Library Futures Series
Edited by Miguel Figueroa, Director, Center for the Future of Libraries
Formally launched in 2014, the American Library Association’s Center for the Future of Libraries works toward three primary goals:
- Identify emerging trends relevant to libraries and the communities they serve;
- Promote futuring and innovation techniques to help librarians and library professionals shape their future; and
- Build connections with experts and innovative thinkers to help libraries address emerging issues.
Expanding on that work, the Library Futures series brings together library experts and innovators to explore the profession’s many futures by focusing on emerging trends.
Anonymity (Library Futures Series, Book 1)
The first volume in a new series presented in partnership with the Center, Anonymity explores the roles and ramifications of this hallmark of technology. In the virtual realm, anonymity means that such bedrock values of librarianship as privacy, free speech, and intellectual freedom coexist uneasily with the proliferation of fake news, sexist and racist sentiments, and repugnant ideologies. As trusted guardians of knowledge, libraries and librarians can fill a growing need for reputable information and open dialog.
Resilience (Library Futures Series, Book 2)
Resilience is the second volume in a new series from ALA’s Center for the Future of Libraries which focuses on emerging trends in the profession, provoking discussion on how to shape the future by sharing ideas and exploring joint solutions to the challenges facing libraries and society. Resilience (or resiliency) incorporates preparations for and rapid recovery from physical, social, and economic disruptions, including environmental disasters, terrorist attacks, or economic collapse. As city, state, and the federal governments adopt resiliency as a strategy for addressing potential disasters, libraries may need to align their facilities, services, and programs to demonstrate a resilient strategy. Additionally, libraries may find themselves competing for funding with other programs or initiatives, especially in an increasingly limited pool of government spending. ...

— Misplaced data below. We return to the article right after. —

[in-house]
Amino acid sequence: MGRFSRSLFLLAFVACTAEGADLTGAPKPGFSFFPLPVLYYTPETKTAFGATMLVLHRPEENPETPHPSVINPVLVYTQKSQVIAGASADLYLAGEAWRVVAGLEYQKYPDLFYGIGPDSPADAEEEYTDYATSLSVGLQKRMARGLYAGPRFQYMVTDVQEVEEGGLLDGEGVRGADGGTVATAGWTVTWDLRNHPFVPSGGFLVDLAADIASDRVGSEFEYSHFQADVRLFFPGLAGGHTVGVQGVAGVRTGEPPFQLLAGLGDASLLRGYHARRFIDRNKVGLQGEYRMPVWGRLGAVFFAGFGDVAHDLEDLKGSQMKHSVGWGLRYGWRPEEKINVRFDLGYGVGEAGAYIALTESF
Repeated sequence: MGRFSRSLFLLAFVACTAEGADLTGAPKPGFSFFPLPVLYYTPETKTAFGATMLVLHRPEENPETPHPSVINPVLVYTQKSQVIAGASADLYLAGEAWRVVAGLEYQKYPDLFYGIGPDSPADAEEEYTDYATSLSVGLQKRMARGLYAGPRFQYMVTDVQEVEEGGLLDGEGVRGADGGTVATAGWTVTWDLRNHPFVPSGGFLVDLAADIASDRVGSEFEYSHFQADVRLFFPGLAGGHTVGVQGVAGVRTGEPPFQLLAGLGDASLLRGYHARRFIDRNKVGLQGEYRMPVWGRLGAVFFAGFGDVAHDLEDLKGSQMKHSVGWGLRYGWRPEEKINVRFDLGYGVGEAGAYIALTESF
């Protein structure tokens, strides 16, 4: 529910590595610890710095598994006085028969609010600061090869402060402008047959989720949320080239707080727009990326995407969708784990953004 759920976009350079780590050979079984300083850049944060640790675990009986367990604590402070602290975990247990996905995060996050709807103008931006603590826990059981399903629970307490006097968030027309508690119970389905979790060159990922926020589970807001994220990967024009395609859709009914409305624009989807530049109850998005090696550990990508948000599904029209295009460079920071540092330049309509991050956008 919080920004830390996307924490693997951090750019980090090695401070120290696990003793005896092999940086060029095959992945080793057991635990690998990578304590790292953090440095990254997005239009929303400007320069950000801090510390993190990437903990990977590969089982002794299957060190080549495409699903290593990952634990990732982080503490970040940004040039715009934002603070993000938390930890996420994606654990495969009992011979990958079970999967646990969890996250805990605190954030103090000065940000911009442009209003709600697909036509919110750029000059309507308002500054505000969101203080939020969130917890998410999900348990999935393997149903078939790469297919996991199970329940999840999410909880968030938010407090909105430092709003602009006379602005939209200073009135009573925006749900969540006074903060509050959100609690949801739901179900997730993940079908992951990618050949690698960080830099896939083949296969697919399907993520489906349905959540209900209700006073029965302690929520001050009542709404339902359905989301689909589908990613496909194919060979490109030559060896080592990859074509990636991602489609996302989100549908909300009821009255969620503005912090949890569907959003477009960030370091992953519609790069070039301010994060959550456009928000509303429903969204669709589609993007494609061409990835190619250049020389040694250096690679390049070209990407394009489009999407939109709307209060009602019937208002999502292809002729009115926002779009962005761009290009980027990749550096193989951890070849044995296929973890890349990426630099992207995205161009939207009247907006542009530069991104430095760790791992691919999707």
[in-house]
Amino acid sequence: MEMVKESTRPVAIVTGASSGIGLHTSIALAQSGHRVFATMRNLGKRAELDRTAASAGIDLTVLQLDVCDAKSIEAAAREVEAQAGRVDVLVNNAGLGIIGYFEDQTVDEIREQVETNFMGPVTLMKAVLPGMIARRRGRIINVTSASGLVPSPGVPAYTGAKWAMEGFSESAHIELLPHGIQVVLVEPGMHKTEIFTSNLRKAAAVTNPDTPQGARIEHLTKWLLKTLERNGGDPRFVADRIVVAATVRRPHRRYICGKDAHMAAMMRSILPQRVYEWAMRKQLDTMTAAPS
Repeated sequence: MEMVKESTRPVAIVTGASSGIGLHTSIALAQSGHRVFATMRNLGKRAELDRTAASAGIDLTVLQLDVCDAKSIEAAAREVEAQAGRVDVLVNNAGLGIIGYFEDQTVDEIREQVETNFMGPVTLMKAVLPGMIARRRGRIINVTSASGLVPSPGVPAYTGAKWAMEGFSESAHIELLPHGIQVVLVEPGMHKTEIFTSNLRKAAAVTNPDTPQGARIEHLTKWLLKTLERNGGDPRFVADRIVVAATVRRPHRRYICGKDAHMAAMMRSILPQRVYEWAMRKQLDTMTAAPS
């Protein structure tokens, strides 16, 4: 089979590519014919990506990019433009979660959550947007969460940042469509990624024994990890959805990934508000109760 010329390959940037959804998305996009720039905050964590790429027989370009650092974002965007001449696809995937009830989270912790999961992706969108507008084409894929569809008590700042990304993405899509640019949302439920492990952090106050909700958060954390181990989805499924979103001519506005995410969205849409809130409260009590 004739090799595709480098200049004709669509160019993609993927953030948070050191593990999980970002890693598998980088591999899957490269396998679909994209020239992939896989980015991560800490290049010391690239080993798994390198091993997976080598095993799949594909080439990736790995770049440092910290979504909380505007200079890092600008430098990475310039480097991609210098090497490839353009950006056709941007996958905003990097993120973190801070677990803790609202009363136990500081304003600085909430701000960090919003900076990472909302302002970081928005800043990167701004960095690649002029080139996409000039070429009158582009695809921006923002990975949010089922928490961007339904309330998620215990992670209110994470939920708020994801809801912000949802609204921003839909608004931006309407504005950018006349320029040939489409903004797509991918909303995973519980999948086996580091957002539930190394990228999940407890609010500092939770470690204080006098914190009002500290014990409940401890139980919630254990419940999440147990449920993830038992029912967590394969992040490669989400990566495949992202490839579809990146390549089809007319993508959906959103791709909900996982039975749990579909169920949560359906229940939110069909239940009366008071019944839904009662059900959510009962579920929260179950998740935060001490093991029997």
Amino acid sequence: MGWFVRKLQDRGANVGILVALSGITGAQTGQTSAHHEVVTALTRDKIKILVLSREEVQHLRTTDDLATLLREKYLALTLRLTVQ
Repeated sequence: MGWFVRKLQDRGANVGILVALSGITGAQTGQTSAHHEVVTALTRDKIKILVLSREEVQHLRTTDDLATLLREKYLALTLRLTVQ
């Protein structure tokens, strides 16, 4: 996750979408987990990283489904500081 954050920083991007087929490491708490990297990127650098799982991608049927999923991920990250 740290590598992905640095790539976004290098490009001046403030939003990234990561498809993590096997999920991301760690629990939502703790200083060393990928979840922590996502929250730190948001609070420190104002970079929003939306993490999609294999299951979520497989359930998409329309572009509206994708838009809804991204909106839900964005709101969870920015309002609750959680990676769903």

Blockchain (Library Futures Series, Book 3)
This book in the Library Futures Series examines blockchain technology, a concept with far-reaching implications for the future of recordkeeping. Blockchain uses a distributed database (multiple devices not connected to a common processor) that organizes data into records (blocks) that have cryptographic validation. The data are timestamped and linked to previous records so that they can only be changed by those who own the encryption keys to write to the files. Firms like Microsoft and IBM are already exploring ways that blockchain can more securely handle valuable transaction data. And Sony is harnessing blockchain to store educational information (registration documents, attendance, grades, and even the lesson plans that previous teachers have used) that can easily be transferred between schools as students move or graduate.
Design Thinking (Library Futures Series, Book 4)
The Library Futures Series continues with this primer on design thinking, broadly defined as an approach to problem solving which prioritizes empathy with and deeper understandings of users to define a problem; actively engages in prototyping to develop solutions; and iterates solutions through implementation and resulting modification. Clarke, a researcher whose work has systematically examined the capacity of design thinking to revolutionize LIS education and the exploration of diverse library reading materials, guides readers through this trend.